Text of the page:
Easy Clean Up Solutions for Every Room
Are you making mistakes when it comes to scrubbing, vacuuming, and disinfecting? Here’s how to right your wrongs—quick as a (dust) bunny.
In the Kitchen
Bad Habit: Using a Funky, Smelly Sponge
You’ve heard this before, but it bears repeating: You could be spreading mold and illness-causing bacteria around the kitchen.
Good practice: Replace your sponge every couple of weeks, and take care of it while it’s active. After each use, rinse the sponge in hot water and wring it out. At the end of the day, and after every raw-meat encounter, sterilize a wet sponge: Pop it in the microwave for one minute (the sponge must be wet—a dry one could catch fire), or run it through the dishwasher. For storage, use a soap dish with holes for drainage, or go with a homemade solution: Set the sponge on a saucer full of small rocks.
Bad Habit: Letting Drips and Drops Harden on the Stove
These splotches are a bummer to look at and can discolor stainless-steel and porcelain surfaces.
Good practice: Have the right cleaner at your fingertips, says Linda Cobb, the author of the Queen of Clean book series. Her advice: Fill an olive-oil cruet with water and a generous squirt of dish soap and keep it next to the stove. When you’re finished cooking and the stove has cooled, shake the cruet and drizzle the soapy water over any spots, removing the grates if necessary. Allow the solution to soften spills for about 10 minutes, then wipe the cooktop, the burners, and the grates with a damp sponge or cloth.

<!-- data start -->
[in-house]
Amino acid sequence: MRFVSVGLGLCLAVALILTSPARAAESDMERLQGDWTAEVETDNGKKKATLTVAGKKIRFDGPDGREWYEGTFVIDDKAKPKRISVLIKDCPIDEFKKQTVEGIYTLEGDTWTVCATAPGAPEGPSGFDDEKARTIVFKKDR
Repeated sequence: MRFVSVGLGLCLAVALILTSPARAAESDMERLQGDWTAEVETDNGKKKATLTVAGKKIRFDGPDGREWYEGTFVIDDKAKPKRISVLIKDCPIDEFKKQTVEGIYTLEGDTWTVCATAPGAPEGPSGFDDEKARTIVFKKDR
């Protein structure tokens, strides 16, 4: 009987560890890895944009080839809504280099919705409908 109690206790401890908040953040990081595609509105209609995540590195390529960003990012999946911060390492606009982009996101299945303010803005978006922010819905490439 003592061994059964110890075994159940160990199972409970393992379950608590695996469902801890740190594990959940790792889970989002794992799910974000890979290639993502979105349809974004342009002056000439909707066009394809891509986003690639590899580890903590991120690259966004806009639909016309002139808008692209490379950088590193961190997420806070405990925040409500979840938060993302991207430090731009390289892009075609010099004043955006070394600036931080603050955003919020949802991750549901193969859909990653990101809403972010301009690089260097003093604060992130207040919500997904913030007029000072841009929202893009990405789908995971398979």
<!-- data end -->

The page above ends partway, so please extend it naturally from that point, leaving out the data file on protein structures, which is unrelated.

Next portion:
Bad Habit: Subjecting Wooden Spoons and Cutting Boards to the Dishwasher
Intense heat can make wood crack; detergent can lodge in crevices and end up in your oatmeal.
Good practice: Hand wash wooden pieces with soap and hot water, then let them air-dry before putting them away. To remove tomato stains or garlic and onion smells, rub with a lemon wedge, sprinkle on some kosher salt, and let sit for 20 minutes, then rinse. You can also treat wood to make it less prone to cracking or absorbing smells and stains. When wooden tools start to feel rough (once a month or so), buff with 400-grit wet-dry sandpaper, says John Whetstone, the owner of Whetstone Woodenware, in Silver Lake, Indiana. Next, using a soft cloth, rub in a food-safe mineral oil (John Taylor mineral oil, $10 for 12 ounces, amazon.com); leave it on for a few minutes so that it soaks in, then wipe off the excess.
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